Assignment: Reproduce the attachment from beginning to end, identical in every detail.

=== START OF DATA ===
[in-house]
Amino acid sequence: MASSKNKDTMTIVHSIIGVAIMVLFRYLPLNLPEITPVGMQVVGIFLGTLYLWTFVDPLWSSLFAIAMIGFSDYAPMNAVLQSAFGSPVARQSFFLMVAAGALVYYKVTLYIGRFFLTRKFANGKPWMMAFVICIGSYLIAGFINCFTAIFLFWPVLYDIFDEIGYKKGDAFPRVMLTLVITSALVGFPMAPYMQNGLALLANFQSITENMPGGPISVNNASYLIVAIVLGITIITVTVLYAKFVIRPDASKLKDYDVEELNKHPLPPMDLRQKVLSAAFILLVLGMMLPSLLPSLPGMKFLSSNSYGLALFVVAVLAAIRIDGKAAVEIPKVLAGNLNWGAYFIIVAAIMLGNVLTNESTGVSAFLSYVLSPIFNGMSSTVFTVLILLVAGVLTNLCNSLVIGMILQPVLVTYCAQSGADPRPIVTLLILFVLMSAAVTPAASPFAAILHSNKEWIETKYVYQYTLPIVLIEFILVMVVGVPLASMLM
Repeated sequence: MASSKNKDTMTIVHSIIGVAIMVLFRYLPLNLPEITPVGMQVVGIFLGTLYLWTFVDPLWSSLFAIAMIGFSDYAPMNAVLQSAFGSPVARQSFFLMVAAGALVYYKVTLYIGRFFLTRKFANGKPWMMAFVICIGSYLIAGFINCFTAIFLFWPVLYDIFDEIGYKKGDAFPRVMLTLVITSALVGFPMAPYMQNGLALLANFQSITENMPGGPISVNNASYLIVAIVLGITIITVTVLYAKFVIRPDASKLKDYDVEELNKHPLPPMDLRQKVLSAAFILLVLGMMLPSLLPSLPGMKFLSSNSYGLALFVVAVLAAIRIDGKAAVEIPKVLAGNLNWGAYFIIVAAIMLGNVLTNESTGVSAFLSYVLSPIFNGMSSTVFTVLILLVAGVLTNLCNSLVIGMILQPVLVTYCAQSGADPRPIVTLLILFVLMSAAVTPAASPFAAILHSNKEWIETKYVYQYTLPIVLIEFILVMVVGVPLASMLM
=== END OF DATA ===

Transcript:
[in-house]
Amino acid sequence: MASSKNKDTMTIVHSIIGVAIMVLFRYLPLNLPEITPVGMQVVGIFLGTLYLWTFVDPLWSSLFAIAMIGFSDYAPMNAVLQSAFGSPVARQSFFLMVAAGALVYYKVTLYIGRFFLTRKFANGKPWMMAFVICIGSYLIAGFINCFTAIFLFWPVLYDIFDEIGYKKGDAFPRVMLTLVITSALVGFPMAPYMQNGLALLANFQSITENMPGGPISVNNASYLIVAIVLGITIITVTVLYAKFVIRPDASKLKDYDVEELNKHPLPPMDLRQKVLSAAFILLVLGMMLPSLLPSLPGMKFLSSNSYGLALFVVAVLAAIRIDGKAAVEIPKVLAGNLNWGAYFIIVAAIMLGNVLTNESTGVSAFLSYVLSPIFNGMSSTVFTVLILLVAGVLTNLCNSLVIGMILQPVLVTYCAQSGADPRPIVTLLILFVLMSAAVTPAASPFAAILHSNKEWIETKYVYQYTLPIVLIEFILVMVVGVPLASMLM
Repeated sequence: MASSKNKDTMTIVHSIIGVAIMVLFRYLPLNLPEITPVGMQVVGIFLGTLYLWTFVDPLWSSLFAIAMIGFSDYAPMNAVLQSAFGSPVARQSFFLMVAAGALVYYKVTLYIGRFFLTRKFANGKPWMMAFVICIGSYLIAGFINCFTAIFLFWPVLYDIFDEIGYKKGDAFPRVMLTLVITSALVGFPMAPYMQNGLALLANFQSITENMPGGPISVNNASYLIVAIVLGITIITVTVLYAKFVIRPDASKLKDYDVEELNKHPLPPMDLRQKVLSAAFILLVLGMMLPSLLPSLPGMKFLSSNSYGLALFVVAVLAAIRIDGKAAVEIPKVLAGNLNWGAYFIIVAAIMLGNVLTNESTGVSAFLSYVLSPIFNGMSSTVFTVLILLVAGVLTNLCNSLVIGMILQPVLVTYCAQSGADPRPIVTLLILFVLMSAAVTPAASPFAAILHSNKEWIETKYVYQYTLPIVLIEFILVMVVGVPLASMLM